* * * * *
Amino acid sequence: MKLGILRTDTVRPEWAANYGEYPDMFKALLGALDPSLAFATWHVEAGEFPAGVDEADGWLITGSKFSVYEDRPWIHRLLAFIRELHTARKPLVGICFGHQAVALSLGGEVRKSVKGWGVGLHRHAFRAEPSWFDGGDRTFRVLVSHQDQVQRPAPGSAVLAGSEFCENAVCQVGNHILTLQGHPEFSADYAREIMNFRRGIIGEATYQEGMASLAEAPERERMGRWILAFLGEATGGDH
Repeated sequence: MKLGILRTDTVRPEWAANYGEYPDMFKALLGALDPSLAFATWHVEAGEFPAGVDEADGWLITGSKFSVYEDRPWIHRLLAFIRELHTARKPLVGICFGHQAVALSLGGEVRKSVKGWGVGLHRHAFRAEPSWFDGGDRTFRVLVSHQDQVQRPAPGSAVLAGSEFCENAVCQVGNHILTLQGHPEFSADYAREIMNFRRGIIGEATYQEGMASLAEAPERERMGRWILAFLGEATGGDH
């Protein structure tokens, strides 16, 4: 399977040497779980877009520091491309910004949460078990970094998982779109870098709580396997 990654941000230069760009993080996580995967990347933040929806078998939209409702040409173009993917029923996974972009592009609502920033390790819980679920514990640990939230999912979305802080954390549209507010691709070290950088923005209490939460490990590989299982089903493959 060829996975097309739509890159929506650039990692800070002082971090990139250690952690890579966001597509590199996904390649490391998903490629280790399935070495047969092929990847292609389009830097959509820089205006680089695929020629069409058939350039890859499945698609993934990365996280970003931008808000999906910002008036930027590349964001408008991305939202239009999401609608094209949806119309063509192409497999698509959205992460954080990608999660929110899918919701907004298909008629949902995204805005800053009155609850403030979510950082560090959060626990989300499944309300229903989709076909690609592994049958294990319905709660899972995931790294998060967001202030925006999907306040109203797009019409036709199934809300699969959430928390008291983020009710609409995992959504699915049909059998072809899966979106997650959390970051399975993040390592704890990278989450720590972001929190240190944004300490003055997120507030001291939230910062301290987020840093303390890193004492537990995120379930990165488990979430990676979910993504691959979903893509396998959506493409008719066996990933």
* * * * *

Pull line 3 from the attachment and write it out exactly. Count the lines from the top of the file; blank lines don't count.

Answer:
């Protein structure tokens, strides 16, 4: 399977040497779980877009520091491309910004949460078990970094998982779109870098709580396997 990654941000230069760009993080996580995967990347933040929806078998939209409702040409173009993917029923996974972009592009609502920033390790819980679920514990640990939230999912979305802080954390549209507010691709070290950088923005209490939460490990590989299982089903493959 060829996975097309739509890159929506650039990692800070002082971090990139250690952690890579966001597509590199996904390649490391998903490629280790399935070495047969092929990847292609389009830097959509820089205006680089695929020629069409058939350039890859499945698609993934990365996280970003931008808000999906910002008036930027590349964001408008991305939202239009999401609608094209949806119309063509192409497999698509959205992460954080990608999660929110899918919701907004298909008629949902995204805005800053009155609850403030979510950082560090959060626990989300499944309300229903989709076909690609592994049958294990319905709660899972995931790294998060967001202030925006999907306040109203797009019409036709199934809300699969959430928390008291983020009710609409995992959504699915049909059998072809899966979106997650959390970051399975993040390592704890990278989450720590972001929190240190944004300490003055997120507030001291939230910062301290987020840093303390890193004492537990995120379930990165488990979430990676979910993504691959979903893509396998959506493409008719066996990933």